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  • The above code imports the profile model, and then calls to register it.

You can now login to the admin panel and see the model we created.

User Uploaded Files/ Working With Images

When working with media files in django, we have to change some settings to store files locally and serve them upon need.

In particular we need to set MEDIA_URL and MEDIA_ROOT in the settings.

  • MEDIA_ROOT is full path to a directory where uploaded files are stored. Usually we store such files by creating a directory inside the project's base directory.
  • MEDIA_URL is the base URL to serve media files. This is what lets us access the media through our web browser.

MEDIA_ROOT = os.path.join(BASE_DIR, 'media')
MEDIA_URL = '/media/'
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Now we should configure the project's to serve user-uploaded media files during development( when debug=True).


from django.conf import settings
from django.conf.urls.static import static

urlpatterns = [
    # ... 
] + static(settings.MEDIA_URL, document_root=settings.MEDIA_ROOT)
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We can now add files in the media root folder and django will serve them from the media url.

Profile Picture Path

  • As you can see from the image above, the profile picture that users upload will live inside /media/profile_images/your_image. Till we create the frontend where uses will upload pictures, you can go to the admin panel and create images for registered users to see if all this is working well.

  • The default profile picture that is given to users lives inside /media/ therefore, put any default image you want inside this directory with the name default.jpg.

Signals in Django

Notice that we have to go to the admin page to create a profile whenever a user is created, but we don't wanna do that every now and then. It would be great if we can create the profiles automatically when a new user is created. To do this we use signals.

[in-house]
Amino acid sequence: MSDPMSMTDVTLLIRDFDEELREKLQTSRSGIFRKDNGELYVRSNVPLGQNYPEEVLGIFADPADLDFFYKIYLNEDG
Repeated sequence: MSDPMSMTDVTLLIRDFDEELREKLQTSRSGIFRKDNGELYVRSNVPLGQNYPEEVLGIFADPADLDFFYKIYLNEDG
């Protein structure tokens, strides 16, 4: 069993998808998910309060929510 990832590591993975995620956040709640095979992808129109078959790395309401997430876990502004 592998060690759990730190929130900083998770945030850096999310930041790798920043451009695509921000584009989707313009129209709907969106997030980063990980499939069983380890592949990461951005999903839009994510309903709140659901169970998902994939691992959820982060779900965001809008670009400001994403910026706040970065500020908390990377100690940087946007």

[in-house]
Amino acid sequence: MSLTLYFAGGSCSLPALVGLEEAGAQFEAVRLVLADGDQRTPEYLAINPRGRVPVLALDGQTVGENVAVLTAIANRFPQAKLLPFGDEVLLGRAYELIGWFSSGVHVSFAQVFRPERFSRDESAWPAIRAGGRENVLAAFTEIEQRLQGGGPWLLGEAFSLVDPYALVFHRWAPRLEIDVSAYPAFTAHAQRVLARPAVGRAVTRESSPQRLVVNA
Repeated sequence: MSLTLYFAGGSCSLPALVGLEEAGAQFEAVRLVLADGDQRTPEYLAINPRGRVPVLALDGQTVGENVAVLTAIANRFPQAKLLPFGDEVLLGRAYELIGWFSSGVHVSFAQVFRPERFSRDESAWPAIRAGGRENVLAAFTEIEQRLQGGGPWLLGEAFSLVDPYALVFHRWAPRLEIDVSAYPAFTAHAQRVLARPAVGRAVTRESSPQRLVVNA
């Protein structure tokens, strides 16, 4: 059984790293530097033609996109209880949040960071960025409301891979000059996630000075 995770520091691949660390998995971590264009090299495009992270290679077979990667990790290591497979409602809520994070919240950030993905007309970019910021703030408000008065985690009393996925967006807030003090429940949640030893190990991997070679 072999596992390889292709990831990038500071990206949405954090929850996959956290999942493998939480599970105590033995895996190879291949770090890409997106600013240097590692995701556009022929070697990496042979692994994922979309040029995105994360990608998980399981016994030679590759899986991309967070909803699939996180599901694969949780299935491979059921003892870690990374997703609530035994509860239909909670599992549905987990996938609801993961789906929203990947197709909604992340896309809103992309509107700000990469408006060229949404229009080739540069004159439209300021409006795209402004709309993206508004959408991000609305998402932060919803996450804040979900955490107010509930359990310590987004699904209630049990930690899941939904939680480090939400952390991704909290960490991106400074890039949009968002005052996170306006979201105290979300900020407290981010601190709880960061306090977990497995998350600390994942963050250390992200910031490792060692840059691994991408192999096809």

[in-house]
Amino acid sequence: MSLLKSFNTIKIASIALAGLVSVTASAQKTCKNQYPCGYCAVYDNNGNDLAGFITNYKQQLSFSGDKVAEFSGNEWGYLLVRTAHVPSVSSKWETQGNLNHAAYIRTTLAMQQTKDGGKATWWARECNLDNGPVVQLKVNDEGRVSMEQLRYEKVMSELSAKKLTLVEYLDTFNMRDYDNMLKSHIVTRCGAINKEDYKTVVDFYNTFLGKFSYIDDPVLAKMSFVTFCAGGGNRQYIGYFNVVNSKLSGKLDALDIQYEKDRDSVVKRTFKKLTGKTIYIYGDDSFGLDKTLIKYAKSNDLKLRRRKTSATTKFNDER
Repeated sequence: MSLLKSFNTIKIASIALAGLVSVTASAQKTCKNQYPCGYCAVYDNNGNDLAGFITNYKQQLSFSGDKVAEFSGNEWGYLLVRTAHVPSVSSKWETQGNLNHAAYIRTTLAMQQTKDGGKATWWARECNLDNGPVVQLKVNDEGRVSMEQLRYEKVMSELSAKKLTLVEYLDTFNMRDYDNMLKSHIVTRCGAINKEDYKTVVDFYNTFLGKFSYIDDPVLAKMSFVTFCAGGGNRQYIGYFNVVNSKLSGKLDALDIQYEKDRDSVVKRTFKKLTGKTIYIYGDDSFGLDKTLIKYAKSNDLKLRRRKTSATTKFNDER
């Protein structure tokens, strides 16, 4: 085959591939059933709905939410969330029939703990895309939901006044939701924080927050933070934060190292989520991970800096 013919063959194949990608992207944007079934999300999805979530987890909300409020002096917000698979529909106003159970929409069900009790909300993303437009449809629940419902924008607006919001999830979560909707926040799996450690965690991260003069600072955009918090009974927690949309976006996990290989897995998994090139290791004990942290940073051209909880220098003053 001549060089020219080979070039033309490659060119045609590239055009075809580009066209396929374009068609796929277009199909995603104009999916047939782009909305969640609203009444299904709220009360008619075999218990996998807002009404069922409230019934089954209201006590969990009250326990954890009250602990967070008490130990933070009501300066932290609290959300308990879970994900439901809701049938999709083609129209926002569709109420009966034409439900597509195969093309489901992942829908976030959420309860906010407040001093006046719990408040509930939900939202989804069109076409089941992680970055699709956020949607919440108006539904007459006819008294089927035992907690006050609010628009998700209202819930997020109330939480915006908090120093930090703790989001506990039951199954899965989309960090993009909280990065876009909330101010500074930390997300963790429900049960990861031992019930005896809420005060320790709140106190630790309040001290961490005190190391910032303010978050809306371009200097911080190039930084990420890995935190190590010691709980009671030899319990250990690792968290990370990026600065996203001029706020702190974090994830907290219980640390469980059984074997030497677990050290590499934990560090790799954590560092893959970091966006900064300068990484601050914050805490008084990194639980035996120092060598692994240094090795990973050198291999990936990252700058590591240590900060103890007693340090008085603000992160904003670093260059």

But what are signals??

Signals are used to perform some action on modification/creation of a particular entry in database.

In a signal, we have the following basic concepts.

  • Sender: is usually a model that notifies the receiver when an event occurs.
  • Receiver: The receiver is usually a function that works on the data once it is notified of some action that has taken place for instance when a user instance is just about to be saved inside the database.
  • The connection between the senders and the receivers is done through “signal dispatchers”.

Use Case:- using signals we can create a profile instance right when a new user instance is created inside the database.

Django recommends us to put signals in the app's directory as a single module. Therefore, create a file inside the users app.

from django.db.models.signals import post_save
from django.contrib.auth.models import User
from django.dispatch import receiver

from .models import Profile

@receiver(post_save, sender=User)
def create_profile(sender, instance, created, **kwargs):
    if created:

@receiver(post_save, sender=User)
def save_profile(sender, instance, **kwargs):

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  • create_profile is the receiver function which is run every time a user is created.
  • User is the sender which is responsible for making the notification.
  • post_save is the signal that is sent at the end of the save method.
  • In general, what the above code does is after the User model's save() method has finished executing, it sends a signal(post_save) to the receiver function (create_profile) then this function will receive the signal to create and save a profile instance for that user.

Next step is to connect the receivers in the ready() method of the app's configuration by importing the signals module. Open where we can include any application configuration for the users app.

from django.apps import AppConfig

class UserConfig(AppConfig):
    default_auto_field = 'django.db.models.BigAutoField'
    name = 'users'

    # add this
    def ready(self):
        import users.signals  # noqa
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  • What we did is override the ready() method of the users app config to perform initialization task which is registering signals.

Now that we have the above things under our belt, in the next part we will create a form where users will update their profile and display the information inside the template.

You can find the finished app in github.

Any comments and suggestions are welcome.